fish & seafood
The East Anglian port of Great Yarmouth has been a centre for herring fishing since medieval times. Alongside the fishing industry, Yarmouth became important for curing herring and turning the fish into bloaters. A bloater is produced when the herring is cured (salted) and then cold smoked while still whole and ungutted. The process gives a stronger taste than if the fish were gutted.
By Victorian times, Yarmouth merchants had began turning their bloaters into bloater paste. Bloater and other fish pastes are not a cooking ingredients but are a type of paté common in England. The bloaters are minced and mixed with spices and fat and then sealed in jars. Heat sealing the jars extended the life of the bloater far longer than the original cold smoking could achieve. The result was a product that could be transported all over the country without risk of spoiling. This in turn meant that inland areas could enjoy fish paste all year round and it became hugely popular all over England spread on hot buttered toast or in sandwiches.
Curiously, the dominant location for the fish paste industry ended up not in the commercial fishing port of Yarmouth where it had started but in Chichester on the Sussex coast. In 1892 a local grocers and butchers owned by the Shippam family expanded their business by building a fish and meat paste factory. Shippams pastes became world famous and they still make bloater paste as well as various other fish pastes in Chichester although they did move to a new factory in 2002.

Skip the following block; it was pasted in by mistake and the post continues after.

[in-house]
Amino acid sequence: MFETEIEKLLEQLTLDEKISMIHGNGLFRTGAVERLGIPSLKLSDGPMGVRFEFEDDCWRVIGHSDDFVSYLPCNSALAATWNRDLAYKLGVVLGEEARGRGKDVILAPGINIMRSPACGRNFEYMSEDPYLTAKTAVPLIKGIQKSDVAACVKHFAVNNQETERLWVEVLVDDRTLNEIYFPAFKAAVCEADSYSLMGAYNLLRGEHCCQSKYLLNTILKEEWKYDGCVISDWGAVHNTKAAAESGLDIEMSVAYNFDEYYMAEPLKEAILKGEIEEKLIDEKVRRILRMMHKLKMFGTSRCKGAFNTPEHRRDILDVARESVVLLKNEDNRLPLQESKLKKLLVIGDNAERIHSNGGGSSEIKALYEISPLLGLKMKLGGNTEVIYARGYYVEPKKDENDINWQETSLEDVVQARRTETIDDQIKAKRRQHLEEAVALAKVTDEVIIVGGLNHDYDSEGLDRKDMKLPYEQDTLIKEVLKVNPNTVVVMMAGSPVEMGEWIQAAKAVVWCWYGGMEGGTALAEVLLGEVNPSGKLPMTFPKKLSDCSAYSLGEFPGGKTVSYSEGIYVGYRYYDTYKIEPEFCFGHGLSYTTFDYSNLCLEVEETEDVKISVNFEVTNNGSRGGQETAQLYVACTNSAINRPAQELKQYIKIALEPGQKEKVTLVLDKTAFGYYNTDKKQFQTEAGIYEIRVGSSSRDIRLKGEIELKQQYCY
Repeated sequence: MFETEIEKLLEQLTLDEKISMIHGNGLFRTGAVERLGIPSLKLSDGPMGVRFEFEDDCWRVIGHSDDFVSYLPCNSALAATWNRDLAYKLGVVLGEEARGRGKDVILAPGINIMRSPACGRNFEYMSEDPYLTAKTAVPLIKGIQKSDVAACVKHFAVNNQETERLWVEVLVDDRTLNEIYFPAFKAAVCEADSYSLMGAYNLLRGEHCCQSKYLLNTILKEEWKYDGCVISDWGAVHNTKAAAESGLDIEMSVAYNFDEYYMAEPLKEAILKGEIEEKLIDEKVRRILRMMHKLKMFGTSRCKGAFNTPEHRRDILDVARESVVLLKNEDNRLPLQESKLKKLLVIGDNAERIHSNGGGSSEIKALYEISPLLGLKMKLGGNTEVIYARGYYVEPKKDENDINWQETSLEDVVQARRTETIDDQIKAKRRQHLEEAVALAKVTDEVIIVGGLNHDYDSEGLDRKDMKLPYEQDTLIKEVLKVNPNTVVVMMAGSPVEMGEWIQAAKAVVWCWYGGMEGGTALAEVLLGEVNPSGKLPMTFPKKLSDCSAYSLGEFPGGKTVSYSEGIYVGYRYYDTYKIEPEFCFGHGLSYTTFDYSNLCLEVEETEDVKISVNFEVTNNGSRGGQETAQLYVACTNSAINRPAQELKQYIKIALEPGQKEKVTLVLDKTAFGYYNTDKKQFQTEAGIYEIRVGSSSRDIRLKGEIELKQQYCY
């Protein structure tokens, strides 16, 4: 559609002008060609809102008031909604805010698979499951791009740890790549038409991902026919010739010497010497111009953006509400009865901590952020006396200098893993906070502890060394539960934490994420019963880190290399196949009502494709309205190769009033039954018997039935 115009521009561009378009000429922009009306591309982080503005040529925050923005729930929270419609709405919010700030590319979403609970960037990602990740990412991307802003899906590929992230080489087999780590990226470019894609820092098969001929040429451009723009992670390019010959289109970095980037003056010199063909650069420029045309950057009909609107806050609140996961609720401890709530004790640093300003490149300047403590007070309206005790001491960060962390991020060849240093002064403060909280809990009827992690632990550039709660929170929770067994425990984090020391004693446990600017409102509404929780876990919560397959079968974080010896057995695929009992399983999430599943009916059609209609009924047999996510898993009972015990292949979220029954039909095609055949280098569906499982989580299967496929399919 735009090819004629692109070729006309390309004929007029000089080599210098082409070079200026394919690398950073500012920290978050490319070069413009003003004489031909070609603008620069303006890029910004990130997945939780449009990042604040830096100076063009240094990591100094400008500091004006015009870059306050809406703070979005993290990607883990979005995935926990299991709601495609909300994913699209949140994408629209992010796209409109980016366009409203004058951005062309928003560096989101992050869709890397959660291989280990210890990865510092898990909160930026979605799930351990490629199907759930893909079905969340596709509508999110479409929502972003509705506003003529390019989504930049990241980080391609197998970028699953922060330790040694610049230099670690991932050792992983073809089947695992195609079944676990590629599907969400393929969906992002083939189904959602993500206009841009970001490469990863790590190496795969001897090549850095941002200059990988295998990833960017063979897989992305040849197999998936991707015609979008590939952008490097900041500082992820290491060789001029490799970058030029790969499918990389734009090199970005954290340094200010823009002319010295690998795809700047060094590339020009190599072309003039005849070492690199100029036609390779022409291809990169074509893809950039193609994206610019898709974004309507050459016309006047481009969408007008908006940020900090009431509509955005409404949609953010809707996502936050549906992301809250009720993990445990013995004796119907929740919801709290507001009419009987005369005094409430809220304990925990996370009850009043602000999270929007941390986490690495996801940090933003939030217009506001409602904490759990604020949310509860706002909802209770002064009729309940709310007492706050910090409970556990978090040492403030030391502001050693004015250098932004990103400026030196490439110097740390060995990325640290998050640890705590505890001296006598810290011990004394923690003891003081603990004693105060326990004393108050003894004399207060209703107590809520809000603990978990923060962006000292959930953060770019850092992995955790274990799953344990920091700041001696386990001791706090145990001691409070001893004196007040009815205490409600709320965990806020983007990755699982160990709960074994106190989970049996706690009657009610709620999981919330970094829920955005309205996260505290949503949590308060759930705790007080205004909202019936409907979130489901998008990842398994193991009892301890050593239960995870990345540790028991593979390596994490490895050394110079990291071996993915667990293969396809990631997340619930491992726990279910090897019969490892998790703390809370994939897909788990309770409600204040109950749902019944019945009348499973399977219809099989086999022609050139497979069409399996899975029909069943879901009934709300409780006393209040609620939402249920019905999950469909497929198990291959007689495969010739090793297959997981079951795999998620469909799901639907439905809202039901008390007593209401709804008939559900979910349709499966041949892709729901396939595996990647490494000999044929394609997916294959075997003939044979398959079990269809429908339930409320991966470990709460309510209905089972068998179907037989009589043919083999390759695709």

If you want to avoid the excesses of a Full English Breakfast then most good hotels will offer you kippers as an alternative. Personally, I would go for the Full English every time but, if you fancy smoked fish for breakfast, then kippers are the English way of doing things. In the healthy eating stakes kippers will win over the Full English breakfast every time. Although both are quite salty the kipper is packed with omega 3 fatty acids which help reduce the risks of heart disease. In contrast the Full English is heavy with artery-clogging saturated animal fats.
A kipper is a whole herring which has been gutted and split from head to tail but with the backbone still in place. The split herring is brined and then cold smoked for up to 16 hours. Manx Kippers from the Isle of Man are well known but in England the historical centre for kipper making is Northumberland. The kippering process had been used for centuries as a way of preserving fish and could be applied to salmon as well as herring. But in 1846 a man from Seahouses named John Woodger started shipping his cured and smoked herring to London and called his product the Newcastle Kipper. The small town of Craster just along the Northumberland coast from Seahouses is today considered to be the centre for top quality English kippers and firms like L. Robson & Sons have been smoking their kippers in the same Craster smokehouse since 1856.